So, reducing acceptance criteria for an account is, in effect, just a bit of can-kicking before you start to hit other problems.

        1. cocomaan

          Sounds like the same reasons banks don’t have a ton of reach into ultra-rural areas or deep ghettos here in the USA.

          It sounds like they are really trying to smash the square peg into the round hole in an effort to collect more taxes.

        2. BecauseTradition

          1) “Basic” bank accounts are unprofitable. Clive

          It would seem an inherent duty of a monetary sovereign to provide basic accounts and transactions in its fiat for all its citizens, their businesses, etc. Then why are such accounts and transactions in fiat limited to depository institutions in the private sector?

          So it’s irrelevant that “basic” bank accounts are unprofitable since the monetary sovereign should be providing them anyway – as an essential public service.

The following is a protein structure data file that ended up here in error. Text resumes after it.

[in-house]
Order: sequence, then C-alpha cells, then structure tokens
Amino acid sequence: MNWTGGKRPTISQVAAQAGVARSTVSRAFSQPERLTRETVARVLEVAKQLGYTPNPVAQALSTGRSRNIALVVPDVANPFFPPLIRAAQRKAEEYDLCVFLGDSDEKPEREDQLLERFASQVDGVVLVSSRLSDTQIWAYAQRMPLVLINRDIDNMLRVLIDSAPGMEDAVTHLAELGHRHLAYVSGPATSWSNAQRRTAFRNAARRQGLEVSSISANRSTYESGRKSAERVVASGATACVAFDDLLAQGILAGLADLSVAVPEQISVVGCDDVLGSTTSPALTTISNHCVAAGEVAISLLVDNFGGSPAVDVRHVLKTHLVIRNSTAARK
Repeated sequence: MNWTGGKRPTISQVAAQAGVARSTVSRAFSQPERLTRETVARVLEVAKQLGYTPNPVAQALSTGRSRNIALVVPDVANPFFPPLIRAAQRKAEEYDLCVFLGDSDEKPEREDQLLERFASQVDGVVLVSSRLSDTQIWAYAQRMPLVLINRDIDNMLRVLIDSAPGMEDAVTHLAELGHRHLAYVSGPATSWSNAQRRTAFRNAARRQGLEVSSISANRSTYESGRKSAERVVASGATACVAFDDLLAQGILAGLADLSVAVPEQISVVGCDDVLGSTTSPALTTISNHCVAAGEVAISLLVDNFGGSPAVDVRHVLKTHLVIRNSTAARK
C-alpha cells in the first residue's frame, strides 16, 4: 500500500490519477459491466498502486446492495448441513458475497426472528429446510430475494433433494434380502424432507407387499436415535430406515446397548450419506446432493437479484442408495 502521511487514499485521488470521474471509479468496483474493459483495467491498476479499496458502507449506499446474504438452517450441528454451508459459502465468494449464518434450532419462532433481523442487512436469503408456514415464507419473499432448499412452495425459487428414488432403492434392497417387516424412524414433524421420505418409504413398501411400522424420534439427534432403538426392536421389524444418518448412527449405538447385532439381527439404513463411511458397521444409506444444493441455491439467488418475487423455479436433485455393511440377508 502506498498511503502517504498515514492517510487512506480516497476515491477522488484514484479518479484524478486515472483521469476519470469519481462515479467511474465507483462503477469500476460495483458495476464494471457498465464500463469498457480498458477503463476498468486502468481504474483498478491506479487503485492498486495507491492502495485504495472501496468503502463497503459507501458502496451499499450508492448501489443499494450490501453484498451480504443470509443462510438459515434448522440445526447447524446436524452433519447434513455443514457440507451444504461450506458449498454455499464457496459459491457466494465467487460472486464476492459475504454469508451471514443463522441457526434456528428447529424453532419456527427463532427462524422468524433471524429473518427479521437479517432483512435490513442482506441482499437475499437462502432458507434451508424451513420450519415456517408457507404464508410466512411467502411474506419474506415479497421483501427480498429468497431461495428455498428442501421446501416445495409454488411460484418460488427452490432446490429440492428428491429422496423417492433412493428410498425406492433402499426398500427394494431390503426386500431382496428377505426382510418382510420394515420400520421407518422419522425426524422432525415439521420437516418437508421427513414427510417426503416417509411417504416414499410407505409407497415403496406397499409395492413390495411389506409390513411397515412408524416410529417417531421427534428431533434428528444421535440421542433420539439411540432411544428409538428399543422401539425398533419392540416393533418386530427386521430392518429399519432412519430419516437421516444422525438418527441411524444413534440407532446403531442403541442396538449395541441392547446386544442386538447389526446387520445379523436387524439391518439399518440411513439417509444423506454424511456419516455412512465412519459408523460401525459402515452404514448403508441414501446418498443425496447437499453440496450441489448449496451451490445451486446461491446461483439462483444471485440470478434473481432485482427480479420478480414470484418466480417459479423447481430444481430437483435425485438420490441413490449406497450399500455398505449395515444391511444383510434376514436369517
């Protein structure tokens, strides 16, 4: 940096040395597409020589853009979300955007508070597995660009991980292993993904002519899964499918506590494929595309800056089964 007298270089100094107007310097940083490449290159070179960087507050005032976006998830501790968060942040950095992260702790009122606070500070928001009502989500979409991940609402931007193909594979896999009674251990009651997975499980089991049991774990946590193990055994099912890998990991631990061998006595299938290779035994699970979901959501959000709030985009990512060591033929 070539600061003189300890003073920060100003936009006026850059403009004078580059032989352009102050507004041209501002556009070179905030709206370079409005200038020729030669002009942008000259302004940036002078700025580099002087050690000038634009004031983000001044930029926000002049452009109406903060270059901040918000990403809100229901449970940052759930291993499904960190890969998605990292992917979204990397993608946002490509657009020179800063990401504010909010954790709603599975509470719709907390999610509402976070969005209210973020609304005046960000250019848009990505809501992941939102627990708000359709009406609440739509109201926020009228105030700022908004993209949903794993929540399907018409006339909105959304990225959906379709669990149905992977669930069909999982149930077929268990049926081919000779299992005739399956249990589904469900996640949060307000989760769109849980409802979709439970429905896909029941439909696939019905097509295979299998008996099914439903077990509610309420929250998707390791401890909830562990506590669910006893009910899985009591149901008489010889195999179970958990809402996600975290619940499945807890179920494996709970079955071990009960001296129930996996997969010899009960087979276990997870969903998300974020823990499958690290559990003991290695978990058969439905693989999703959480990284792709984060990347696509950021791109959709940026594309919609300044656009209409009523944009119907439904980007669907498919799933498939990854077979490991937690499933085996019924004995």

How to implement those? Philosophically*, the central bank should just be expanded to handle hundreds of millions of new accounts . That way, preferential treatment for depository institutions would stick out like a sore thumb.

          *a Postal Checking Service that made no loans but simply provided accounts and transactions in fiat is another possibility, though conceptually less clean and thus more prone to straying from its intended purpose.

    2. H. Alexander Ivey

      …this incompetent?

      Amen brother, amen! Another sign of the End of Days…first, the Clubs, then, the Trump, now this!

      1. Bugs Bunny

        Once spent so much time in India, it becomes a reflex and you forget the Western figure. At least for me. I know that a decent house on 100 cents of land costs 1 crore in South India. Basically my measure.